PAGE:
Spatial interpolation methods are widely applied in marine studies to evaluate the spatial distribution of oceanographic
parameters and inter-compare time series of maps of selected variables. A variety of such methods are nowadays
available and therefore, selection of the most appropriate for a specific case study is not an easy task. Within geography
and other spatially oriented disciplines, and most of the times in the framework of a Geographical Information System,
several attempts have been carried out to assess the efficiency of various spatial interpolators using diverse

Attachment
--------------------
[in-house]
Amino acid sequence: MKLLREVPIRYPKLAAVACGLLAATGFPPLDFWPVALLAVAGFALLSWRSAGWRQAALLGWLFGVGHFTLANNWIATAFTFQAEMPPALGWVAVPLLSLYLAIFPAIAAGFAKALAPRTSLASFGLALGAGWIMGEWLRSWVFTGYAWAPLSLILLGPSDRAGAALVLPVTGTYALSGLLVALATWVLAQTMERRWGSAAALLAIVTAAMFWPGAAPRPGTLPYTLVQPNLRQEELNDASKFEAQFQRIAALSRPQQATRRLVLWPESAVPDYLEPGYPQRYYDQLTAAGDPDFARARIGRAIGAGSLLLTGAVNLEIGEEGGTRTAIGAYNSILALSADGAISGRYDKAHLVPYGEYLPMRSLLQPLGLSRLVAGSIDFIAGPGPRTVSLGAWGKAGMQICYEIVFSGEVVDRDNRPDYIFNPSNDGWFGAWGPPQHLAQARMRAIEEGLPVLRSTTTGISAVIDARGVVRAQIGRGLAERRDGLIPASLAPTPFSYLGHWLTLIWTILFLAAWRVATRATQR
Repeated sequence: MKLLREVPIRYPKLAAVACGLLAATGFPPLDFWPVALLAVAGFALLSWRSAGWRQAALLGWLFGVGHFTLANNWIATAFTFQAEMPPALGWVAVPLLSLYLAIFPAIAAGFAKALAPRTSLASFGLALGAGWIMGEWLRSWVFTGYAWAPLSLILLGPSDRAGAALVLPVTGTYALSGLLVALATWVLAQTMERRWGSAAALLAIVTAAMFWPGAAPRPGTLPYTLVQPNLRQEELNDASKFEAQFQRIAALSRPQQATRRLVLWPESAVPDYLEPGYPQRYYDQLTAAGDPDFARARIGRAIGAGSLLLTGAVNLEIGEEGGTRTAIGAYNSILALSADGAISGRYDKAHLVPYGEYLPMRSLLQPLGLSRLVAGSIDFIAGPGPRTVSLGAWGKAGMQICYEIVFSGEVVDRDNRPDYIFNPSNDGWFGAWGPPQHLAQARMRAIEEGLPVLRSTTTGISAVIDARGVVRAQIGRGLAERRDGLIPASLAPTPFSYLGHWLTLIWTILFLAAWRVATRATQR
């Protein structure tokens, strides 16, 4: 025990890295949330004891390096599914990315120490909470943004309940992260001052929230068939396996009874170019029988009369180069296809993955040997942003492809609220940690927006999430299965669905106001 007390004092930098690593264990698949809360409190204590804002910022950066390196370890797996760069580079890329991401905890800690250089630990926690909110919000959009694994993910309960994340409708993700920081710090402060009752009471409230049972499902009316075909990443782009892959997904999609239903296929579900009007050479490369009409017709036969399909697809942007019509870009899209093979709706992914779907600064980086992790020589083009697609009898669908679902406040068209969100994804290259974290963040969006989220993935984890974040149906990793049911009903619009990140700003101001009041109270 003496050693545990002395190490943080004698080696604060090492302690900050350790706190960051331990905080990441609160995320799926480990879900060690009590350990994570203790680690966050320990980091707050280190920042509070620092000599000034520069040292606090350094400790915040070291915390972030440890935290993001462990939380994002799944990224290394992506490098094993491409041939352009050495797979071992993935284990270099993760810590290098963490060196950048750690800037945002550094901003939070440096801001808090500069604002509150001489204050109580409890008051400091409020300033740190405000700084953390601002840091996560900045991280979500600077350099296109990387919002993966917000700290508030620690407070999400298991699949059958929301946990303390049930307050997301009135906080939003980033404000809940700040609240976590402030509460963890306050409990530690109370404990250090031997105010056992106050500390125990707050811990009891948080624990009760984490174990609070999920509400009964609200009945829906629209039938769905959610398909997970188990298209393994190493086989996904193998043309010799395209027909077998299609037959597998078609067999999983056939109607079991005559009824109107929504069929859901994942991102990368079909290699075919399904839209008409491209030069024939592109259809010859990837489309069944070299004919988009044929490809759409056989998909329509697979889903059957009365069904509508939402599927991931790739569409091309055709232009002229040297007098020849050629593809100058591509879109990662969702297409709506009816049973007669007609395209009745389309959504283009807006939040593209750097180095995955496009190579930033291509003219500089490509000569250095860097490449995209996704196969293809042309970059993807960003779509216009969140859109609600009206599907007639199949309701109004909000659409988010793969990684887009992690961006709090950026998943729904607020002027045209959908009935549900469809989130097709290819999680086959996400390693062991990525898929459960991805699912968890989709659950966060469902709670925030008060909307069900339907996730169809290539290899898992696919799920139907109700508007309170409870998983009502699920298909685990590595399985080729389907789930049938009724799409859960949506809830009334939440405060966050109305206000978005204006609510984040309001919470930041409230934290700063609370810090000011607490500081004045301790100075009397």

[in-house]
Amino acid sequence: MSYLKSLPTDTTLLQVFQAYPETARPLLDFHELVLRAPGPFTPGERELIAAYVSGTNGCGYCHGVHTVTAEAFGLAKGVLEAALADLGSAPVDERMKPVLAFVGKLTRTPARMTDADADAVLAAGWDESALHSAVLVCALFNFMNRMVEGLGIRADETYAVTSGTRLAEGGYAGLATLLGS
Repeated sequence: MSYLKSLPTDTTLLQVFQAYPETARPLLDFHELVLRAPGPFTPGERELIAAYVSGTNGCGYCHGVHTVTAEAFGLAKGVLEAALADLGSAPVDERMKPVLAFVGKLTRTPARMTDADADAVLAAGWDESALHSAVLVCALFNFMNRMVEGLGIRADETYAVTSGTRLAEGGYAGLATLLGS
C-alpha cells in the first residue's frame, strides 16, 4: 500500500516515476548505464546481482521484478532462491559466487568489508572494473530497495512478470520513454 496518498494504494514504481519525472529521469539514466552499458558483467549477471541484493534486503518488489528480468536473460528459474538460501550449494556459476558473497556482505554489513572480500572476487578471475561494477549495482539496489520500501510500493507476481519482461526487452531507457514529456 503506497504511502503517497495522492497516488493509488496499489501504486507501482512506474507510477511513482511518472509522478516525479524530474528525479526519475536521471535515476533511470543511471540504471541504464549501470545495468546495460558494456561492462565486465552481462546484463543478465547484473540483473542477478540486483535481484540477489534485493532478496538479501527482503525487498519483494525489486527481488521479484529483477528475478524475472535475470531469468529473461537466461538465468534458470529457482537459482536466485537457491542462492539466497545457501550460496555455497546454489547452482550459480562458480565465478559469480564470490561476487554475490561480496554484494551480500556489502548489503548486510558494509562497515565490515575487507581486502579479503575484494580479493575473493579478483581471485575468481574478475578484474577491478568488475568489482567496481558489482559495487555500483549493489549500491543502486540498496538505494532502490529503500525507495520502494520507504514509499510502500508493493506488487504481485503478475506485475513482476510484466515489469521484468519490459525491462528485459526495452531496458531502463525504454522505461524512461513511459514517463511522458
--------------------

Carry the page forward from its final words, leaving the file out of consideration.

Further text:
methodologies. In this paper, an attempt was carried out to evaluate the accuracy of spatial interpolators for mapping the
distribution of organic carbon (weight %), an important indicator of marine sediments in the marine environment.
Measurements of organic carbon were carried out in a network of 20 sampling sites in the Gulf of Gera, which is
representative of a semi-enclosed and shallow marine ecosystem at the south-eastern part of the island of Lesvos,
Greece. For the interpolators under study, the cross-validation error was calculated at each sampling station and
calculation of the RMSE (root-mean-square error), the MAE (mean-absolute error) and the MBE (mean-bias error) was
carried out to assess the accuracy of their performance. The results revealed the most appropriate interpolator for the
given dataset which was then applied to develop the thematic map of the spatial distribution of organic carbon.
Discussion on the potential increase of the surface accuracy is also carried out.